Ever wondered how Japanese milk bread gets to be (and stays) so moist and fluffy? It’s a method called tangzhong and it’s about to revolutionise your home bread baking.
Essentially, tangzhong involves creating a cooked roux, or sometimes called a slurry, which is added to the dough. This is done by taking some of the flour and liquid from the recipe and pre-cooking it. The flour that is pre-cooked develops gluten which can stretch into longer elastic strands. This traps some of the moisture that would otherwise escape during baking giving the finished bread a softer texture. It will also stay softer for a few days longer than non-tangzhong bread.
So, how do you make the slurry?
It’s a simple method where you place the flour and liquid (usually water or milk) into a saucepan over medium heat and stir until it has thickened. If a recipe has been written in the tangzhong method than you won’t have to worry about ratios but it is also possible to convert a recipe into a tangzhong style recipe.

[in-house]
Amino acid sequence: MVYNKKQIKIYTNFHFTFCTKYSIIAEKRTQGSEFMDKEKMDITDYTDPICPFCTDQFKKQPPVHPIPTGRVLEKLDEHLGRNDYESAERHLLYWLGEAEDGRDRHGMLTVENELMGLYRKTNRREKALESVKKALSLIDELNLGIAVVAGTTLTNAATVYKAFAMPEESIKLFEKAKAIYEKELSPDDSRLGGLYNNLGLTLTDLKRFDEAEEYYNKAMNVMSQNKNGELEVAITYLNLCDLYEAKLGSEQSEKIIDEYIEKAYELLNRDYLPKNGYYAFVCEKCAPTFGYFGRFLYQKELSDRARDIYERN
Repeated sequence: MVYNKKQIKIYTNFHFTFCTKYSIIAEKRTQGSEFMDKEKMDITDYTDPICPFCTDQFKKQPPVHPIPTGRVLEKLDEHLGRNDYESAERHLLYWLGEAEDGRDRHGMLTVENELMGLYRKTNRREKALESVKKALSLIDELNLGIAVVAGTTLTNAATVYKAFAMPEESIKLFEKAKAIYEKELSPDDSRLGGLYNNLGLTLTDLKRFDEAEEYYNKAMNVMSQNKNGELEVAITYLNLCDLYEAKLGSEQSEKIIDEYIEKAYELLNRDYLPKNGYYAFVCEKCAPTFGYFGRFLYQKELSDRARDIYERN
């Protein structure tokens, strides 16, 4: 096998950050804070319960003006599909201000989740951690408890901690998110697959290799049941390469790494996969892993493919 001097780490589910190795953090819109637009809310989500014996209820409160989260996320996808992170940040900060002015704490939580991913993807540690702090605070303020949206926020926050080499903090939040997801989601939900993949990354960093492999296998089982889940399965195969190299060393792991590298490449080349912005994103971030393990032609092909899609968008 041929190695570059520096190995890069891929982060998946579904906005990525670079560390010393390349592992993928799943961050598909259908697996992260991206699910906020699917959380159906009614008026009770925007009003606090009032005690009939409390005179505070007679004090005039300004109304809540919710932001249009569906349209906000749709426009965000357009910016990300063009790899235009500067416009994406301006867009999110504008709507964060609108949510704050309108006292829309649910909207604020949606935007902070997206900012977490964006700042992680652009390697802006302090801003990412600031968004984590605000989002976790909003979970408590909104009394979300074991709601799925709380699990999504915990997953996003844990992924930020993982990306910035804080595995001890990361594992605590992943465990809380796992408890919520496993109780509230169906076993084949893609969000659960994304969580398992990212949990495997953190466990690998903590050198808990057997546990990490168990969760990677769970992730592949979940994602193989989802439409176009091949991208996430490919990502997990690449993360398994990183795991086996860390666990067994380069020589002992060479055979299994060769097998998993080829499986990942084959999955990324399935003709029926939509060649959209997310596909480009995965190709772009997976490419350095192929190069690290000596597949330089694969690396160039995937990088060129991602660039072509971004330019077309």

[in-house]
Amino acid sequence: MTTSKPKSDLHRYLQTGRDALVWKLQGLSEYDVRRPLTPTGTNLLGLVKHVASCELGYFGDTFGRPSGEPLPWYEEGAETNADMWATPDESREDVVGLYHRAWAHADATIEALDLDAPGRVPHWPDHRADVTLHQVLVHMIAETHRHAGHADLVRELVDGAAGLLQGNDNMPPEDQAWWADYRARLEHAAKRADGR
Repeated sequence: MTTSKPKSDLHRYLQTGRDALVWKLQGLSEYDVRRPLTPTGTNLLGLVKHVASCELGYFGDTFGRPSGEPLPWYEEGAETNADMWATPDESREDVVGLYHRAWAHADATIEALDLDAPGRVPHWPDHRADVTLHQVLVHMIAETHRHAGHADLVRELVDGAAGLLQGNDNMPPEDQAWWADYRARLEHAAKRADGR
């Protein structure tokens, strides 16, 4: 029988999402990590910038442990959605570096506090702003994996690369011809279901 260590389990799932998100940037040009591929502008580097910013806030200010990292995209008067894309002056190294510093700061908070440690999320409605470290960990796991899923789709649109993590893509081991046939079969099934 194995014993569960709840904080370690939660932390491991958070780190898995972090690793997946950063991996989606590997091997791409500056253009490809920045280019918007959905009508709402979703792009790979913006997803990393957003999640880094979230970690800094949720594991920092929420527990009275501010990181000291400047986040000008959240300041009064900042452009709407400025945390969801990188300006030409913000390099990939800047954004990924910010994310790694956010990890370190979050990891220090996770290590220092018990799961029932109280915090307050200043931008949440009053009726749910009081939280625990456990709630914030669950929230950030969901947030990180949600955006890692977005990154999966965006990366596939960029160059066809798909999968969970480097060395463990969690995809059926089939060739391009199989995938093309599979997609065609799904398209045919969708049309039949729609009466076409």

How to convert your recipe to tanghzong.
First you need to take a step back from the recipe directions and calculate the hydration level of the dough. This is done by dividing the amount of liquid by the amount of flour. So, for example:
265 g water & 500 g flour
= 53 % hydration
Now, in order to make a dough tangzhong it will need to be around 70 – 75 % hydration and so for the above recipe you will need to increase the water:
360 g water & 500 g flour
= 72% hydration
Great, so now that you have worked this out it is time to calculate how much of the water and the flour to use to make the slurry. As a rule of thumb you use 10% of the flour and around 5 times the amount of liquid. So, for our example above this would mean:
250 g water & 50 g flour
This would be cooked in a small saucepan to create the slurry and then added to a bowl with the remaining flour, water and the other ingredients for the bread and you would proceed as the recipe instructs.
Is tangzhong always better?
You may have already had the thought, but tangzhong style baking is not suitable for all types of bread baking because you don’t always want a super soft, fluffy product. You don’t, for example, get the kind of crunchy exterior you want in a baguette if you made it tangzhong style and so it is important to pick and choose the times you do it carefully.